The young defensemen for the Boston Bruins understandably kept things simple in the early going this season for the Black and Gold.
After all, Jeremy Lauzon was stepping into most of the situations usually reserved for Zdeno Chara when it comes to killing penalties, shutting down opponents and playing a physical, hard-to-play-against brand of hockey against the other team’s best players. Jakub Zboril was simply looking to establish himself as an NHL defenseman and prove that he wasn’t a bust as one of those infamous three first straight first round picks for the B’s in the middle of the 2015 NHL Draft.
Other young defensemen are in different places for the Black and Gold with Brandon Carlo looking to step up and provide a little more offense, Charlie McAvoy hoping to establish himself as a consistent, dominant No. 1 defenseman and Matt Grzelcyk working into a top-4 role for Boston when he’s healthy enough to play. But those three are all established young defensemen at the NHL with guys like Kevan Miller and Connor Clifton filling in roles as well.
One of the big question marks this year, then, was going to be the play of Lauzon and Zboril as they essentially stepped in for Zdeno Chara and Torey Krug. The offensive end of things was a major question mark for both players to start the year. That’s why recent signs of offensive production and creativity from Lauzon and Zboril are an extremely encouraging development for the Boston Bruins.
It was Zboril that threw a pass down low to David Pastrnak on “the Kessel play” as the Bruins like to call it when No. 88 circles behind the net, curls in the face-off circle with the puck and then fires on the net while leaving the defense in the dust. Then it was Lauzon driving the net and sliding a perfect, backhanded cross-ice pass to Craig Smith for the game-tying goal in the third period with everything on the line for the Bruins.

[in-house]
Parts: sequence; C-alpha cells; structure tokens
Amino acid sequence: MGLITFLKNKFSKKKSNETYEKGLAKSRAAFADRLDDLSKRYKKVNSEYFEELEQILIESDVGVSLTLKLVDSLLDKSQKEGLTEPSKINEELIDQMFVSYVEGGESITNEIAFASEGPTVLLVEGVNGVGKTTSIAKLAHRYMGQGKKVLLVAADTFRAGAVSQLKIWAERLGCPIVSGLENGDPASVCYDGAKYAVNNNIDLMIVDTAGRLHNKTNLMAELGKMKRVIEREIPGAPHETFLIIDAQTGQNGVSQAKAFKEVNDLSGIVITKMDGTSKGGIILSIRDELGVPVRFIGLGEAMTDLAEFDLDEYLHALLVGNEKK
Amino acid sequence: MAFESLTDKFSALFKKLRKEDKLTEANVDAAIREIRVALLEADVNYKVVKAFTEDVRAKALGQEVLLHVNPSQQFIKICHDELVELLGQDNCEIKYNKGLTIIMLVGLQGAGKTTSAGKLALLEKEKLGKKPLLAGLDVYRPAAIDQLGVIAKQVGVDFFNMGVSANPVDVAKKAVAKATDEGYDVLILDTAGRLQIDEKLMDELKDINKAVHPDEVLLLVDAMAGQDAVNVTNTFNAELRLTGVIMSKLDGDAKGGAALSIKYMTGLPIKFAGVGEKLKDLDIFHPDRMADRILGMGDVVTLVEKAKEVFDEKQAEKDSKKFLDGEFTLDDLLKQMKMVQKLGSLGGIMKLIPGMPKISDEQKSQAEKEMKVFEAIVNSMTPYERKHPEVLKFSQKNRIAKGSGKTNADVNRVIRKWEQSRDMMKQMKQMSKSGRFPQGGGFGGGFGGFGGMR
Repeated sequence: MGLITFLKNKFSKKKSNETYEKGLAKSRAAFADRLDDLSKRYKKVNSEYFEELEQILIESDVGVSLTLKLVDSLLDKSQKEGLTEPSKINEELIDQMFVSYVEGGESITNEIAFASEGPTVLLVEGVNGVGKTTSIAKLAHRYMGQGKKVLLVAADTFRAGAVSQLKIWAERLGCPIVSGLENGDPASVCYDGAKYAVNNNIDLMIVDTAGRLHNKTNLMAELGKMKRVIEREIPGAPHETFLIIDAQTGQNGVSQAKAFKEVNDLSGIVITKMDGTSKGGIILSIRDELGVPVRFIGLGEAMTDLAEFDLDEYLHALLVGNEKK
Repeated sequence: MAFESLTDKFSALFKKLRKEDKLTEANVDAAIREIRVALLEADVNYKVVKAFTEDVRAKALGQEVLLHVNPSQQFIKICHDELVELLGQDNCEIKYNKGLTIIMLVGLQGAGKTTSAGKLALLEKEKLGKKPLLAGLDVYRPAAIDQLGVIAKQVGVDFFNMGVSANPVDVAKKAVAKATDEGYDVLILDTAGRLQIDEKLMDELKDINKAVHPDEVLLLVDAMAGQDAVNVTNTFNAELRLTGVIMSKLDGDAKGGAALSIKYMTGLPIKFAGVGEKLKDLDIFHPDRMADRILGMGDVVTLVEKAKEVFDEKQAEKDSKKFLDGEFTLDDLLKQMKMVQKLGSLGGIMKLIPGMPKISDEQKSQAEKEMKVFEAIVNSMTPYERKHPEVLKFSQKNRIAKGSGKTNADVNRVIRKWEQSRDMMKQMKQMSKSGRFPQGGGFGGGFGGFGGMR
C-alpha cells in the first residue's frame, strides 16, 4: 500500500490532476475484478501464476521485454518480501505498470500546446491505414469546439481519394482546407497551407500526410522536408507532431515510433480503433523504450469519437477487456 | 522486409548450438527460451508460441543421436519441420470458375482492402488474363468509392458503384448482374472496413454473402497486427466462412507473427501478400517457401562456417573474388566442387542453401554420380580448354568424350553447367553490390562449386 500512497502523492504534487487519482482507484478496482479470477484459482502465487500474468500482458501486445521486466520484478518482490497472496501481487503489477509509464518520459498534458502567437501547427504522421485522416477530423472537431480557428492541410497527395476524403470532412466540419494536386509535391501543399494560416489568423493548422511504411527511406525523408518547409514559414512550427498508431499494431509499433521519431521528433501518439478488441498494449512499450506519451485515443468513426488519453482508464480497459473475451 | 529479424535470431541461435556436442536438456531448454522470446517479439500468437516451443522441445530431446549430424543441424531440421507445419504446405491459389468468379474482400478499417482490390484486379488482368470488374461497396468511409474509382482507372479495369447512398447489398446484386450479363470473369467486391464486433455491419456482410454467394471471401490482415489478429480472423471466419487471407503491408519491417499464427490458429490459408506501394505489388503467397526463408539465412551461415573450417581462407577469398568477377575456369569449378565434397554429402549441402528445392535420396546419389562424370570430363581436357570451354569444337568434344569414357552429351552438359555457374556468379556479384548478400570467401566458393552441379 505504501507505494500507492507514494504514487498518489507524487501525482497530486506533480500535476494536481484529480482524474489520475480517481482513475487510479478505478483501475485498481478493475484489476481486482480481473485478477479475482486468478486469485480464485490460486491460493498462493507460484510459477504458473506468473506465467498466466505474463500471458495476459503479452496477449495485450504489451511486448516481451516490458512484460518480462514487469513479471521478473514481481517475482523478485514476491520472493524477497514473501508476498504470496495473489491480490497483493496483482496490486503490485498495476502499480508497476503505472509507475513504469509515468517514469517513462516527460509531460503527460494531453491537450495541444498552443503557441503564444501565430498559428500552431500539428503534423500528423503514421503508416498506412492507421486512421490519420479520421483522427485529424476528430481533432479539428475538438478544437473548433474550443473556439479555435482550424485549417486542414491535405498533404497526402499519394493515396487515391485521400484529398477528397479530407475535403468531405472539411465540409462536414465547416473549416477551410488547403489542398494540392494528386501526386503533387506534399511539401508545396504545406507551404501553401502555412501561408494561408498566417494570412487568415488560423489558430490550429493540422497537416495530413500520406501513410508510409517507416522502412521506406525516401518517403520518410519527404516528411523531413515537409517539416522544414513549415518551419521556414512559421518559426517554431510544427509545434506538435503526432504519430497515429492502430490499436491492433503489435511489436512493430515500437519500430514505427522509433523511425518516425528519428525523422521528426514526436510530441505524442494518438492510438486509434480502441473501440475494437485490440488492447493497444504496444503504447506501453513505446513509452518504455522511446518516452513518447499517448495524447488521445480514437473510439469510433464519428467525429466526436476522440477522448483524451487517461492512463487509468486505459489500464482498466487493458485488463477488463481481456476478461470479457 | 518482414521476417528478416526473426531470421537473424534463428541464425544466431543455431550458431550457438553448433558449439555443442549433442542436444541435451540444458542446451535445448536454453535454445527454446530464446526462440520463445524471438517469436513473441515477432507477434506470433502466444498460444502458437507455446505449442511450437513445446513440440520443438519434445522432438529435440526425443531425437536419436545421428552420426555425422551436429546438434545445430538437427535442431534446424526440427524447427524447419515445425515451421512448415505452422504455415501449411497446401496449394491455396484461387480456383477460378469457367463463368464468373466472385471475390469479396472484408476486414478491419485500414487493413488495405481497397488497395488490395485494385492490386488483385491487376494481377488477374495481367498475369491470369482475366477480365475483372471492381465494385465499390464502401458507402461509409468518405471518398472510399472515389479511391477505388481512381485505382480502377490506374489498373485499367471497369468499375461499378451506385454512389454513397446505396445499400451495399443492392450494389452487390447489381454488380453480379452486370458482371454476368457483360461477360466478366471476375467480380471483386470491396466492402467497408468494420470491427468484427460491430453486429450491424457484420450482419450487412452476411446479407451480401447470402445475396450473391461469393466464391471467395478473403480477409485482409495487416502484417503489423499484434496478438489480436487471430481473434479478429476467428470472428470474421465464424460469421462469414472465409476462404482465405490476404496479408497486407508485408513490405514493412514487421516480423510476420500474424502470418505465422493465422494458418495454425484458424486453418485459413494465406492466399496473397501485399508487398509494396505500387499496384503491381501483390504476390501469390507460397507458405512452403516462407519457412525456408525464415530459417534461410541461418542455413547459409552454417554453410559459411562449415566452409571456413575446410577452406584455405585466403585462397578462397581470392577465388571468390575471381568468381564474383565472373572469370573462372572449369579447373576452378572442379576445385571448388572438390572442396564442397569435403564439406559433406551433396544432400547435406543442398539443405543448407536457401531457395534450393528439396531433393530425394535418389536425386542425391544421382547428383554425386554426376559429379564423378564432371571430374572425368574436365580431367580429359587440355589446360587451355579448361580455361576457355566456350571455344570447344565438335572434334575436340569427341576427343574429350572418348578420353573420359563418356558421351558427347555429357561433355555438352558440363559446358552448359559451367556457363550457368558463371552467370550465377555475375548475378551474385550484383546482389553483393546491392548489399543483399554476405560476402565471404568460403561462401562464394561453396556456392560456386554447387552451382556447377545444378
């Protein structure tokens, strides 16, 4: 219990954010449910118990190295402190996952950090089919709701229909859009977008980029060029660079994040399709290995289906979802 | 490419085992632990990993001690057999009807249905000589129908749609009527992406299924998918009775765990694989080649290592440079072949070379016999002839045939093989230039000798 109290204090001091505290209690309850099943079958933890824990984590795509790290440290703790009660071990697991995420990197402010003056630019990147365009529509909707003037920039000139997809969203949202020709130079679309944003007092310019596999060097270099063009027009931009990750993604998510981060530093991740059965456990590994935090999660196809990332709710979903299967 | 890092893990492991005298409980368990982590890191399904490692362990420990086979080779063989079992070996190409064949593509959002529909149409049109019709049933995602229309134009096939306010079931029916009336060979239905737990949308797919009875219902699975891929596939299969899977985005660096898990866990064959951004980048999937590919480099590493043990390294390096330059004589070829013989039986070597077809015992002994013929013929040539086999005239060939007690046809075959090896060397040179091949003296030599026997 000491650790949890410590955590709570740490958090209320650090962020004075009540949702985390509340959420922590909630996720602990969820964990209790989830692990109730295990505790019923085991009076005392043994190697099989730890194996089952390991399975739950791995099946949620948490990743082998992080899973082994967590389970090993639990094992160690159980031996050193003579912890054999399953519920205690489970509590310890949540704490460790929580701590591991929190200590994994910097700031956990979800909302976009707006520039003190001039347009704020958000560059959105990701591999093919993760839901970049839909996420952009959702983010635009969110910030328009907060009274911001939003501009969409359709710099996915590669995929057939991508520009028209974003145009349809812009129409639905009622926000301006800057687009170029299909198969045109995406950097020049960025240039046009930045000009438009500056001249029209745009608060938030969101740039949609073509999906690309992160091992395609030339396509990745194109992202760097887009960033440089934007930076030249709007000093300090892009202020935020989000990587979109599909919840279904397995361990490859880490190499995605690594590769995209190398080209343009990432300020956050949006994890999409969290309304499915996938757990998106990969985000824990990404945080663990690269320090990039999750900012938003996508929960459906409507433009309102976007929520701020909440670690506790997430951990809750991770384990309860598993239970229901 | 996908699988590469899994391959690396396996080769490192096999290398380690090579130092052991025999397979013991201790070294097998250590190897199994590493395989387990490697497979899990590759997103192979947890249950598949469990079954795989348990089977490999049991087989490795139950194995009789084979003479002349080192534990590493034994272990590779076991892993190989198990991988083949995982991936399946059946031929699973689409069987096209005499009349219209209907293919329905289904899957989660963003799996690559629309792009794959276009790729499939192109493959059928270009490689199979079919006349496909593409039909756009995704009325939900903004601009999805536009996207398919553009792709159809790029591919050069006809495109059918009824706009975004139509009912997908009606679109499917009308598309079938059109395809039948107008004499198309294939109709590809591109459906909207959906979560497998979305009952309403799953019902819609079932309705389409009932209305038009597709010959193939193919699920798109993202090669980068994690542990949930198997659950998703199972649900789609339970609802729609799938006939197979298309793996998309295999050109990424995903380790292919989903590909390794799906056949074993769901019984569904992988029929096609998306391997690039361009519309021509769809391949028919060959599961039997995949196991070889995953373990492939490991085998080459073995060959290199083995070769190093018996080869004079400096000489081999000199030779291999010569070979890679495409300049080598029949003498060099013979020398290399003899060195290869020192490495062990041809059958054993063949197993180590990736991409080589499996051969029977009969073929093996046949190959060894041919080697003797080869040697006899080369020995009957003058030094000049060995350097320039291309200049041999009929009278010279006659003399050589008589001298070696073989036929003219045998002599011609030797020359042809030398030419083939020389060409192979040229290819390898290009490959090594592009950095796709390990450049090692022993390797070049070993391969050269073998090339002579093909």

“It was a broken play, but we kept rolling like we’ve talked about. [Lauzon] made a great pass to the backdoor on his backhand,” said Smith. “I just had to get my stick on the ice and put it in. So, it was a great play by him.”
It was icing on the cake when Carlo sniped one top corner to give the Bruins the comeback win over the Washington Capitals on Monday night, and it was an impressive showing of offensive oomph from the young B’s defensemen crew. It’s also something they are going to need as they look to keep generating more 5-on-5 offense.
“I thought keeping pucks alive by our ‘D’ had a lot to do with it,” said Bruce Cassidy, of the five unanswered goals that the Bruins scored on Washington to end the game. “Sure enough, Charlie getting up the ice, Lauzon making a play and Carlo [scoring the goal]. We just got a little more involved and hopefully we can feed off that moving forward. It was good risk/reward situations.
“Good for them making the adjustment. [The Capitals] got a couple goals from their ‘D’: Zdeno Chara got a goal and John Carlson had one. So, you need that in today’s NHL. If you’re in a game where you need three or four to win, they’re going to need to be a part of it. So that was very encouraging.”
Clearly the bulk of the B’s back end offense is now going to go through McAvoy with his goal and eight points in nine games, and rightfully so given his elite puck skills and offensive instincts as a natural replacement for the 10-goal, 50-point seasons. But both Lauzon and Zboril have a couple of assists apiece in nine games for the Bruins this season with a lot of room for improvement and playmaking in a B’s system that caters to responsible creativity with the puck.
They’ve already shown encouraging signs with their solid two-way play, and with Zboril really looking adept in pretty much all situations thus far for the Black and Gold. But the active, confident decisions that they’re now making to keep pucks alive in the offensive zone can really take Boston to a different level. It’s also why some of the chatter about chasing Blues defenseman Vince Dunn on the trade market seem a little premature because the B’s are doing just fine right now.
The mobility, the offensive upside and the possibilities to create a high-tempo attack are a big part of the reason why Lauzon and Zboril are in Boston, and why Chara is now with the Washington Capitals after 14 years in Boston.
Now, the Boston Bruins just have to hope the third period comeback vs. Washington was just the tip of the iceberg for young D-men like Lauzon and Zboril, and that they are just beginning to just discover their offensive ceiling at the NHL level.